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As the months rolled on, the family, particularly the children, grew more and more delighted with their new home in the wilderness. The boys and girls had an abundance of leisure; for though their father exacted the most prompt obedience, he was not a hard task-master.

He allowed his children every indulgence compatible with reason, and only certain portions of the day were devoted to work. They all studied under their father's personal supervision, for no schools had yet been established in the settlement.

For the boys, there were the cows to be driven to and from their pasture, morning and night, and it was their duty to milk them, too. Then the horses were to be fed, and in season they worked in the large garden, on which their father prided himself. The girls helped their mother in every household duty, and relieved her of many cares as she grew older. So the children of Errolstrath Ranche had a good time--a much better time than generally falls to the lot of those families in only moderate circumstances, as were the Thompsons.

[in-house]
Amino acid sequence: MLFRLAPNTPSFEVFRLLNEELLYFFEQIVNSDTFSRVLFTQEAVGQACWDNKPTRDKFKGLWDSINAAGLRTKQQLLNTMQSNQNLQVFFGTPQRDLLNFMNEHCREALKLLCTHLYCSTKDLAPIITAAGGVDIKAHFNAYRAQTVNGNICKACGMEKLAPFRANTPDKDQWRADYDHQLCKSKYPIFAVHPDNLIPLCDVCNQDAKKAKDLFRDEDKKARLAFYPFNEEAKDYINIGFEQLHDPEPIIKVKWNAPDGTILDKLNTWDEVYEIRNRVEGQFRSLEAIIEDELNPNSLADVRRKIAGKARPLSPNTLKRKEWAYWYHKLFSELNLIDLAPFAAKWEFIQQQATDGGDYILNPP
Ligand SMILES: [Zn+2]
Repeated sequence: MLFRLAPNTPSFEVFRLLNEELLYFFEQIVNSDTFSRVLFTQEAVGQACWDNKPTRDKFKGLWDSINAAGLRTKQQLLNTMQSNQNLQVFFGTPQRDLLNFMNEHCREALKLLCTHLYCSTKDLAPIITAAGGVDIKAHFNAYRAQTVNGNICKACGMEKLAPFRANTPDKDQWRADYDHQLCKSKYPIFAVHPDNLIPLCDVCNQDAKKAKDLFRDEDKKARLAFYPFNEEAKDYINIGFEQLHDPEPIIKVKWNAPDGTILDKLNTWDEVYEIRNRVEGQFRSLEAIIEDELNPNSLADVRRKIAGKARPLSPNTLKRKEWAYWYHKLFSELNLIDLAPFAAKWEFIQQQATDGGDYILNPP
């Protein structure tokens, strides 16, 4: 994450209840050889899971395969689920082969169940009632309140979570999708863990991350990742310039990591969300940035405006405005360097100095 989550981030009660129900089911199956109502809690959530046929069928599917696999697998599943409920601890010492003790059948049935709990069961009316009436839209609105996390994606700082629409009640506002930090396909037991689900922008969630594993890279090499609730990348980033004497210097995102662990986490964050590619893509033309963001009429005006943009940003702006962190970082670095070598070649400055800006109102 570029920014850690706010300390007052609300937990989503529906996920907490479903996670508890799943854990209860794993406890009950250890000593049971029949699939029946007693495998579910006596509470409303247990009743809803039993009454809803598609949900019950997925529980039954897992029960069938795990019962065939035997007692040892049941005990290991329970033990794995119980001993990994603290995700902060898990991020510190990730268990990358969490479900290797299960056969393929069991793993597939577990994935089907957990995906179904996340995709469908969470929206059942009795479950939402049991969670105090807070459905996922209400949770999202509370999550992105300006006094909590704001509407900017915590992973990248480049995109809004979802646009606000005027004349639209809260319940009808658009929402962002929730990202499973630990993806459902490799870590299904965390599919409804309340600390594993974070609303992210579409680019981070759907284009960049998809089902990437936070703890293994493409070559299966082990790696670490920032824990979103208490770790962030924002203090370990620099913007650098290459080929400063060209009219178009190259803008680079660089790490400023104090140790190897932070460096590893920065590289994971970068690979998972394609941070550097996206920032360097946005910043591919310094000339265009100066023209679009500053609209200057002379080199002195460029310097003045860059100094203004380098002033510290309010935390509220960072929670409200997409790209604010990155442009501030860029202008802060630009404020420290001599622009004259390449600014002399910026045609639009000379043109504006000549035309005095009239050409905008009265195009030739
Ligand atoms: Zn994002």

Before they had resided on the ranche a year, the boys and girls had become possessed of a variety of pets. Gertrude had a coon; Kate, an antelope; Rob, a prairie dog; and Joe, an elk.

The antelope was caught when young by Joe, and the hounds, Bluey and Brutus, under the following circumstances: Although one of the most timid and swift of all the ruminants on the great plains, it is also one of the most inquisitive. Whenever it sees something with which it is not familiar, its curiosity overpowers its usual fear, and it will approach very near to the object that has excited its attention. Now Joe had learned from old Tucker, the trapper, just how the Indians act, when out hunting the antelope, to draw the herd within range of their arrows. He said that sometimes one or two of the savages would stand on their heads and shake their legs in the air; then again, they would hold up a blanket, no matter what color, and wave it slowly, when the herd, or at least a number from it, would gradually walk toward the Indians who were lying flat on the ground, and thus become easy victims to their swift, unerring arrows.